Fathers, guide and protect and provide for your children.
We recently saw in Psalm 23 that God, pictured as a shepherd and a host, guides and protects and provides for us, and that’s the pattern for us as fathers on earth who are following our Father in heaven. Fathers, guide and protect and provide for your children.
Fathers, guide your children.
Fathers, we need to serve as the guides for our children, both formally and informally.
Formally, we guide our children by gathering our families around the Word as individual families and with our church families. Both are important. Our children need to hear their fathers reading the Word and praying the word over them, and our children need to go with their fathers to corporate worship with the body of Christ. The former doesn’t need to be rigid, and the latter does need to be regular.
Reading the Word as a family can be as simple as reading a passage of Scripture, and answering together basic questions like: What does this passage teach us about God? What does this passage teach us about us? What should we do because of this passage?
While Family Bible Times (as we call them in our family) may not be possible daily, leading the family to Corporate Worship does need to be weekly. Make it a priority for your family. When your children see it’s a priority for their father, they will be far more likely to make it a priority for them for the rest of their lives.
Informally, we guide our children by how we live. The saying is true: more is caught than taught. Fathers, are you regularly reading the Word on your own? Are you consistently praying on your own? Do you value the Body of Christ? Are you joyfully serving your families and wholeheartedly following Jesus? Our children see these things – for good or ill – in us, and they’re learning by how we live.
Fathers, protect your children.
Our heavenly Father not only guides, but he protects his children. A consistent theme in the Psalms is that God is our refuge. He is our shield and our shelter. He protects us from harm. Yes, he disciplines those he loves, but even that is a part of his good protection of us. And all of those things show us how we are to protect our children. We protect our children by keeping harm from them and by keeping them from harm.
We keep harm from them by, so far as we are able, not allowing harmful things to enter our homes. I’m not talking about keeping lighters out of reach and outlet covers in place (as appropriate as those things are for certain ages), I’m talking about those things that would bring spiritual harm to your children. Are you allowing things in your home that would lead your children’s hearts away from Christ?
The number of children who are exposed to pornography at an early age is staggering, often leaving long-lasting harmful impact on their lives. What are you doing to protect them from this? Perhaps just as damaging, but not as visible, what about the worldviews that they’ll encounter in their teenage years? Are you careful not only about what media content they see and hear in your homes, but also about equipping them by having strategic conversations when them as they grow up, preparing them in advance for what they’ll encounter?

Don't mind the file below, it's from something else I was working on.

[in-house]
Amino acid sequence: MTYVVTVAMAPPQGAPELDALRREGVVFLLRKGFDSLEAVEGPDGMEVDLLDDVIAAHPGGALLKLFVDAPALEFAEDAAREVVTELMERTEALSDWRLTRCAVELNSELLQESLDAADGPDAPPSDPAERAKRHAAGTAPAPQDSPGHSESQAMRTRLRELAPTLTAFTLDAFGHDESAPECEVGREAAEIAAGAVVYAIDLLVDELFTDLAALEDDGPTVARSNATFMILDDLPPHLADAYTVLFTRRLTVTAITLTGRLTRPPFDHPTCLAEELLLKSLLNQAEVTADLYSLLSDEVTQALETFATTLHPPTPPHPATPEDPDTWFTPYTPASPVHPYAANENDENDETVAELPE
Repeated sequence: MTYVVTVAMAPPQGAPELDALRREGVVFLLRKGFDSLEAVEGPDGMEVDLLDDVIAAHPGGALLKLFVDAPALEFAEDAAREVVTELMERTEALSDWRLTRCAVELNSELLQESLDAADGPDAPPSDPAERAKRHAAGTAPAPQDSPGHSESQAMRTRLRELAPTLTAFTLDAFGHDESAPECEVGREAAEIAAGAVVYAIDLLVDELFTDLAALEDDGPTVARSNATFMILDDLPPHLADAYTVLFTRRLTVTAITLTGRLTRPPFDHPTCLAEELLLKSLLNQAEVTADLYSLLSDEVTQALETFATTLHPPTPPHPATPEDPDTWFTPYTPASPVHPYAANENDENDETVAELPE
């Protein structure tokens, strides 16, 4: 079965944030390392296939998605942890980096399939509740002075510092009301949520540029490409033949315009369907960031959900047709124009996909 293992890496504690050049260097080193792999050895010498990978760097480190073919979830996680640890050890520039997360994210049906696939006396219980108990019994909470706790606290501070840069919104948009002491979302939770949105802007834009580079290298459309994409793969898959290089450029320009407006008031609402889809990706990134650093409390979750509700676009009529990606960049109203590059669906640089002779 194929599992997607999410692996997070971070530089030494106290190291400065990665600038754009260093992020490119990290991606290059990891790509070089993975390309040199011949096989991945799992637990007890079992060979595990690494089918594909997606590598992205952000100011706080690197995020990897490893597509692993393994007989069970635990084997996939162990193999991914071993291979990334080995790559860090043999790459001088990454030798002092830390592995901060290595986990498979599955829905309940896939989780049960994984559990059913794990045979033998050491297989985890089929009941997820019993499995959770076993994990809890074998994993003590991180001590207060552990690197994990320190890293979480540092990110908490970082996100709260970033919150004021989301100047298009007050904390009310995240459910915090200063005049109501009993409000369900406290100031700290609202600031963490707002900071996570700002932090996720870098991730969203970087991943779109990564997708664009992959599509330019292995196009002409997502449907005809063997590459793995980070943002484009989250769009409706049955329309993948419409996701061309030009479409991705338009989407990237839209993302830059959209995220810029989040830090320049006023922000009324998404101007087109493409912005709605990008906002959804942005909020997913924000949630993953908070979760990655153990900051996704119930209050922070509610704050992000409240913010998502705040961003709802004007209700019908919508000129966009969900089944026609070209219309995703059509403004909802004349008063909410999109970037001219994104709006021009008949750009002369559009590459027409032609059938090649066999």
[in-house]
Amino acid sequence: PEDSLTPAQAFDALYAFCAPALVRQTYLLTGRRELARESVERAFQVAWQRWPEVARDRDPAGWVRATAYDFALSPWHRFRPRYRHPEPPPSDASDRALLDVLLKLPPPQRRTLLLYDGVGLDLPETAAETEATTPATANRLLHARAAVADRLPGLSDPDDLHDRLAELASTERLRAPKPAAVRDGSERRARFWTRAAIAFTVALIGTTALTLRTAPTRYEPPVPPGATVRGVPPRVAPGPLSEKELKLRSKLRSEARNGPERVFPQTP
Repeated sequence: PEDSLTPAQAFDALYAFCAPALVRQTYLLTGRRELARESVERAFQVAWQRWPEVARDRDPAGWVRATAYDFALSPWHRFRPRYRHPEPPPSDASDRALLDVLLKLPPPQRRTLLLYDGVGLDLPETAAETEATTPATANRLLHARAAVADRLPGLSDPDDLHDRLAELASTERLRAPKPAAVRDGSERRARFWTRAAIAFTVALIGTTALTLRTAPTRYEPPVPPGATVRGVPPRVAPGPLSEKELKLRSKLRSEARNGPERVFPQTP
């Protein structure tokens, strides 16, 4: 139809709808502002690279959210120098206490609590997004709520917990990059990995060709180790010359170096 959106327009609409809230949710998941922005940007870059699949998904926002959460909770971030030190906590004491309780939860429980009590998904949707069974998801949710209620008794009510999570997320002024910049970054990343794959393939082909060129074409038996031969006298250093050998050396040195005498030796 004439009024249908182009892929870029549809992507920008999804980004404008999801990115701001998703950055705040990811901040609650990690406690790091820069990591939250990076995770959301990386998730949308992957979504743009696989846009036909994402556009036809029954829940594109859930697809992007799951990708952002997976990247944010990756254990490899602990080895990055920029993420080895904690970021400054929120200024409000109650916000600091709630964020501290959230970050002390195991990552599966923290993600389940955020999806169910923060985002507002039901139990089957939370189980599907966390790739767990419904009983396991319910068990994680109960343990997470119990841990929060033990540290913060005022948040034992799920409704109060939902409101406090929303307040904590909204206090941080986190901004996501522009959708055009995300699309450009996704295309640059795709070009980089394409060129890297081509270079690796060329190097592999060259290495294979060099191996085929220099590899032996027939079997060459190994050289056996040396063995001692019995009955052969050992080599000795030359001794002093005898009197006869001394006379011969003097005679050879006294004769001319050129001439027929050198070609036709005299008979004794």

We’re to keep harm from them, but we’re also called to keep them from harm. By that I mean, we’re to discipline our children to help them grow to make wise choices and not to foolishly and willfully walk into harm themselves. Fathers, discipline is an important part of our job description. It is a reflection of our love for our children and a way that we mirror our God who disciplines those he loves. Discipline should be loving, it should be consistent, and it should be corrective, that is, is should not only point them away from what is wrong but also toward what is right. Are you lovingly, consistently pointing them away from harm and toward what is good?
Fathers, provide for your children.
Finally, just like our heavenly Father provides for us, so that we can say “I have what I need” (Psalm 23:1, CSB), so also we’re to provide for our children. Part of that is what has been said above, in guiding and protecting them spiritually, but it also includes meeting their physical needs. That seems basic, but there’s also something significant going on here as we do this.
As our children see us working to ensure they have all they need, they see not only an example of a godly work ethic, they see us doing what’s needed to make sure they lack nothing. And what a picture that is of our Father in heaven, who has done all that we need, to be sure that we lack nothing. Every sacrifice you make to be sure they are provided for is an opportunity to point them to the sacrifice their heavenly Father made to provide for them what was most needed, salvation in Christ. We don’t connect those dots for them often, but over time, as they grow and mature, we can help them see the bigger picture. We sacrifice to provide for them, because God not only provides for us the daily bread, in Christ he has sacrificed to provide for us the bread of life, and we have the privilege of pointing our children to that.
Bert Watts has served since December 2016 as the Senior Pastor at Mountain Creek Baptist Church, where he has been on staff since 2012.